A movie log formerly known as Bookishness / By Charles Matthews

"Dazzled by so many and such marvelous inventions, the people of Macondo ... became indignant over the living images that the prosperous merchant Bruno Crespi projected in the theater with the lion-head ticket windows, for a character who had died and was buried in one film and for whose misfortune tears had been shed would reappear alive and transformed into an Arab in the next one. The audience, who had paid two cents apiece to share the difficulties of the actors, would not tolerate that outlandish fraud and they broke up the seats. The mayor, at the urging of Bruno Crespi, explained in a proclamation that the cinema was a machine of illusions that did not merit the emotional outbursts of the audience. With that discouraging explanation many ... decided not to return to the movies, considering that they already had too many troubles of their own to weep over the acted-out misfortunes of imaginary beings."
--Gabriel García Márquez, One Hundred Years of Solitude

Thursday, March 22, 2018

Our Marriage (Masahiro Shinoda, 1961)

Noriko Maki and Chieko Baisho in Our Marriage
Keiko: Noriko Maki
Saeko: Chieko Baisho
Komakura: Shin'ichiro Mikami
Matsumoto: Isao Kimura
Father: Eijiro Tono
Mother: Sadako Sawamura

Director: Masahiro Shinoda
Screenplay: Zenzo Matsuyama, Masahiro Shinoda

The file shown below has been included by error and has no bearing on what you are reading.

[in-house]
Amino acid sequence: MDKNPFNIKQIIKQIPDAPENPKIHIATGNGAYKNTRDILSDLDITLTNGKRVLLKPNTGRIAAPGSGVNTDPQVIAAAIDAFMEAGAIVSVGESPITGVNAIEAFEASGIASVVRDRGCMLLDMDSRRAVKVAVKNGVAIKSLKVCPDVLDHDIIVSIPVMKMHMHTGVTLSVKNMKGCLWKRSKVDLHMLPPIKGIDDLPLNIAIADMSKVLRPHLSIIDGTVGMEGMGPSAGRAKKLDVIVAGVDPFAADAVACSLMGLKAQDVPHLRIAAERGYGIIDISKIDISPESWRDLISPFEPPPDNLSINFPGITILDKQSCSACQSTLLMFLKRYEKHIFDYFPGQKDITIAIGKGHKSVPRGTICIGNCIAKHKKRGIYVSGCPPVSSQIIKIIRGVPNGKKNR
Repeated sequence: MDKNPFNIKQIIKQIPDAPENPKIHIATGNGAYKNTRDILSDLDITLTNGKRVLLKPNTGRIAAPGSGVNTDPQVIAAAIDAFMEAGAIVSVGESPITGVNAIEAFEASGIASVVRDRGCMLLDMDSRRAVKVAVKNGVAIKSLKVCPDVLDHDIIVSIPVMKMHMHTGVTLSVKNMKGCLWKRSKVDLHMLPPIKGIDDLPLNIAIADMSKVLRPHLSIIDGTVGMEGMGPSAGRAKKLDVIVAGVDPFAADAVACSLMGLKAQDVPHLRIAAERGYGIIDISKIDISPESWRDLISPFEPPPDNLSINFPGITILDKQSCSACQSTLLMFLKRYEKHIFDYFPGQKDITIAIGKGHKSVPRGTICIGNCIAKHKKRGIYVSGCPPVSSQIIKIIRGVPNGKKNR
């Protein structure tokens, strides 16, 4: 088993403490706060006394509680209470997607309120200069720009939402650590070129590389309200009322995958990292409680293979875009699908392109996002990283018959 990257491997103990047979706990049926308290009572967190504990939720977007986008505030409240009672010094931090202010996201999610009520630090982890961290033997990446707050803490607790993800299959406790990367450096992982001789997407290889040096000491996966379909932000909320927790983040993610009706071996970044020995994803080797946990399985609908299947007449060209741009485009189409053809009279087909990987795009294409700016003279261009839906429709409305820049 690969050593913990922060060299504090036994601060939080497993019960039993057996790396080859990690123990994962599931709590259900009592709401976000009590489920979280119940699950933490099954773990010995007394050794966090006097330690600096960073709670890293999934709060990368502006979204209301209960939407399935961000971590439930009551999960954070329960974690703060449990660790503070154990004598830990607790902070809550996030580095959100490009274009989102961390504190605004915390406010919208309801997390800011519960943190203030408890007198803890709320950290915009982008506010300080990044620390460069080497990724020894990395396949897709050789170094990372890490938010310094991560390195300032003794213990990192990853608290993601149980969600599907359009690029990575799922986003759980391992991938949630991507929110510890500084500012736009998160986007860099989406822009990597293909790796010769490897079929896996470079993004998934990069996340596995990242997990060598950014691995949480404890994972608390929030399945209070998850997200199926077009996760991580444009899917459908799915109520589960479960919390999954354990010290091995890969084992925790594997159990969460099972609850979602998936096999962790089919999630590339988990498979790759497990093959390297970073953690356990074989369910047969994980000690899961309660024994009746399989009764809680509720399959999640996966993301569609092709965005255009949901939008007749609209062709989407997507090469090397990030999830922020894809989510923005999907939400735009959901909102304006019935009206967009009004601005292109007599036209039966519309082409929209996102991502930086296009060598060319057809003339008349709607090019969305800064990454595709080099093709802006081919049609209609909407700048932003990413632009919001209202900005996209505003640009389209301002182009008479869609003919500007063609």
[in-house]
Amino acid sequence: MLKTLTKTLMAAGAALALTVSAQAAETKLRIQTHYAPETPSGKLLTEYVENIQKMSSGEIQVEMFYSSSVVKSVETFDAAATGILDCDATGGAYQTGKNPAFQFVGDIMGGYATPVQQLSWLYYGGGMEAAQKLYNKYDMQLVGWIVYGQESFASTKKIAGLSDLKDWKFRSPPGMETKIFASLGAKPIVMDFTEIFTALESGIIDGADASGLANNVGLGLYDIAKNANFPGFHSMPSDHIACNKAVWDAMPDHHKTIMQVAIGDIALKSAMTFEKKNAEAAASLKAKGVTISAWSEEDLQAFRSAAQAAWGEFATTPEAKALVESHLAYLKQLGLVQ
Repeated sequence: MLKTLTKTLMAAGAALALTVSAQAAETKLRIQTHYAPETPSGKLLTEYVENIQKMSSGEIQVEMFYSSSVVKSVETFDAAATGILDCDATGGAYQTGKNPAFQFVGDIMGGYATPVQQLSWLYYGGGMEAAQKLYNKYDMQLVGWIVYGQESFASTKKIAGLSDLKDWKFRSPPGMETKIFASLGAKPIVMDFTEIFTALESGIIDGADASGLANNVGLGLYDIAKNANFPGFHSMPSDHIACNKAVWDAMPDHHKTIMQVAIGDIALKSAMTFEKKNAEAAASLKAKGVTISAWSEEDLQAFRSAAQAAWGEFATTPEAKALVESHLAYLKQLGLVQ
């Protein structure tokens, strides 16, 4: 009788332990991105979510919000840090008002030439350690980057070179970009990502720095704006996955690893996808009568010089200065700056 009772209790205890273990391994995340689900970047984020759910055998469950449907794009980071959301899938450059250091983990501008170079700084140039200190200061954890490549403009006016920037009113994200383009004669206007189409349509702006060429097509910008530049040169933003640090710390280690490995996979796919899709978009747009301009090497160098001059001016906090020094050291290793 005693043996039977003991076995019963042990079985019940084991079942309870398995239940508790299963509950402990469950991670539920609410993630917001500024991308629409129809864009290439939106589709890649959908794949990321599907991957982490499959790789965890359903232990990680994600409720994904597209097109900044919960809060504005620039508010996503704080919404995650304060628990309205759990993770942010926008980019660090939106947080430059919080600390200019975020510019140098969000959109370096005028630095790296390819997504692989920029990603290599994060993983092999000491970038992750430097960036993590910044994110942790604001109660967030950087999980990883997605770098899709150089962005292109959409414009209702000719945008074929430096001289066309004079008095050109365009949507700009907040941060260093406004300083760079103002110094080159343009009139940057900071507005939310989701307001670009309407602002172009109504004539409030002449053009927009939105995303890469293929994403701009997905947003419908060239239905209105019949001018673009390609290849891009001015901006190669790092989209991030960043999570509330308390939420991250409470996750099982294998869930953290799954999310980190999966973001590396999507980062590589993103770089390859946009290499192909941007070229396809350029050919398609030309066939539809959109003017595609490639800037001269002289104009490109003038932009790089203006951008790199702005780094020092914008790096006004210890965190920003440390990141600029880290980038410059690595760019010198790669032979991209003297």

Cinematography: Masao Kosugi
Art direction: Chiyoo Umeda
Film editing: Yoshi Sugihara
Music: Naozumi Yamamoto

It goes without saying (though I've said it often enough) that cultural differences are a hindrance to our understanding or enjoyment of films made in other countries, but Masahiro Shinoda's Our Marriage brought the point home for me in an unusual way. It's a simple, elegantly made film, scarcely over an hour long, about two sisters and the pressures on women to get married. That's nothing we haven't seen in films by Naruse and Ozu and others, but Shinoda is particularly focused on social and economic change -- not just in the role of women in Japan but also on a society in which upward mobility is becoming possible and desirable. Keiko and Saeko are office workers in a factory, the daughters of a man struggling to make ends meet by harvesting seaweed. His job has become more difficult because of industrial pollution, and his wife sometimes has to borrow money from the daughters to pay bills. So the parents begin looking for a husband for 22-year-old Keiko. The father wants her to marry the son of the union chief at the factory, a widower nearing 30, but another man, Matsumoto, who works for a dry goods company, also shows interest in her. The parents disapprove of Matsumoto because he traded in the black market in the postwar years, but he has since cleaned up his act. The complication is that Keiko has met a handsome young factory worker, Komakura. Saeko, who has a secret crush on Komakura, wants Keiko to marry him, and Keiko is certainly not averse to the idea except that Komakura doesn't make much money. Things work themselves out after some family drama, of course. But the cultural difference that mars the film for me is not the tension between arranged marriages and marrying for love -- that's familiar enough even in the Western tradition. The problem is that the music arranger has chosen the tune of the old spiritual "Michael, Row Your Boat Ashore" as the film's main theme. Anyone who grew up singing it around a campfire, or knows the recorded versions by Pete Seeger and Harry Belafonte, is going to have a hard time reconciling the music with the story.

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